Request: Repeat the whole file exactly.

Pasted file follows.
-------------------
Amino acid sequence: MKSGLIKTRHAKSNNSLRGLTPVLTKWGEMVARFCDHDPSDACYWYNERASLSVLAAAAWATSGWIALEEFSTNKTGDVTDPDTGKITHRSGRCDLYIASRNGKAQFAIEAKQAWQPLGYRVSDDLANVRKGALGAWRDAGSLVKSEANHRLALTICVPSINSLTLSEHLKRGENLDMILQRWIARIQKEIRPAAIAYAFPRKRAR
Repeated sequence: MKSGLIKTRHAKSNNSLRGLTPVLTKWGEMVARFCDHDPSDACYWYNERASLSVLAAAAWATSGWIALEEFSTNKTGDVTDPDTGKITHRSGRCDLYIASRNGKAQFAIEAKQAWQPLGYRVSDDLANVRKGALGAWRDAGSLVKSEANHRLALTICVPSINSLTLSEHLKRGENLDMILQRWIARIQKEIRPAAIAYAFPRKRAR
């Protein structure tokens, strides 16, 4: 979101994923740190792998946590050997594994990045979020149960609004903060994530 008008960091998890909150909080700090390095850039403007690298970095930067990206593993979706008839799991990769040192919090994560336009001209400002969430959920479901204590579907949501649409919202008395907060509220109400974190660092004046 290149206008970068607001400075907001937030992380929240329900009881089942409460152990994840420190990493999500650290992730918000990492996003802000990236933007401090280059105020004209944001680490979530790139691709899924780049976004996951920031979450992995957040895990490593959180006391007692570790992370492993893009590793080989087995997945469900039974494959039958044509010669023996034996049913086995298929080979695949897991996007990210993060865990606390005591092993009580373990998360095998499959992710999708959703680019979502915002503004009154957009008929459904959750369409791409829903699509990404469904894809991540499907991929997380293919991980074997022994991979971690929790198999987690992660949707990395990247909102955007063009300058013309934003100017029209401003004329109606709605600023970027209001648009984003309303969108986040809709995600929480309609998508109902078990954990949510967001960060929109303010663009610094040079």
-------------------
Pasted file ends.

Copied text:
Amino acid sequence: MKSGLIKTRHAKSNNSLRGLTPVLTKWGEMVARFCDHDPSDACYWYNERASLSVLAAAAWATSGWIALEEFSTNKTGDVTDPDTGKITHRSGRCDLYIASRNGKAQFAIEAKQAWQPLGYRVSDDLANVRKGALGAWRDAGSLVKSEANHRLALTICVPSINSLTLSEHLKRGENLDMILQRWIARIQKEIRPAAIAYAFPRKRAR
Repeated sequence: MKSGLIKTRHAKSNNSLRGLTPVLTKWGEMVARFCDHDPSDACYWYNERASLSVLAAAAWATSGWIALEEFSTNKTGDVTDPDTGKITHRSGRCDLYIASRNGKAQFAIEAKQAWQPLGYRVSDDLANVRKGALGAWRDAGSLVKSEANHRLALTICVPSINSLTLSEHLKRGENLDMILQRWIARIQKEIRPAAIAYAFPRKRAR
């Protein structure tokens, strides 16, 4: 979101994923740190792998946590050997594994990045979020149960609004903060994530 008008960091998890909150909080700090390095850039403007690298970095930067990206593993979706008839799991990769040192919090994560336009001209400002969430959920479901204590579907949501649409919202008395907060509220109400974190660092004046 290149206008970068607001400075907001937030992380929240329900009881089942409460152990994840420190990493999500650290992730918000990492996003802000990236933007401090280059105020004209944001680490979530790139691709899924780049976004996951920031979450992995957040895990490593959180006391007692570790992370492993893009590793080989087995997945469900039974494959039958044509010669023996034996049913086995298929080979695949897991996007990210993060865990606390005591092993009580373990998360095998499959992710999708959703680019979502915002503004009154957009008929459904959750369409791409829903699509990404469904894809991540499907991929997380293919991980074997022994991979971690929790198999987690992660949707990395990247909102955007063009300058013309934003100017029209401003004329109606709605600023970027209001648009984003309303969108986040809709995600929480309609998508109902078990954990949510967001960060929109303010663009610094040079």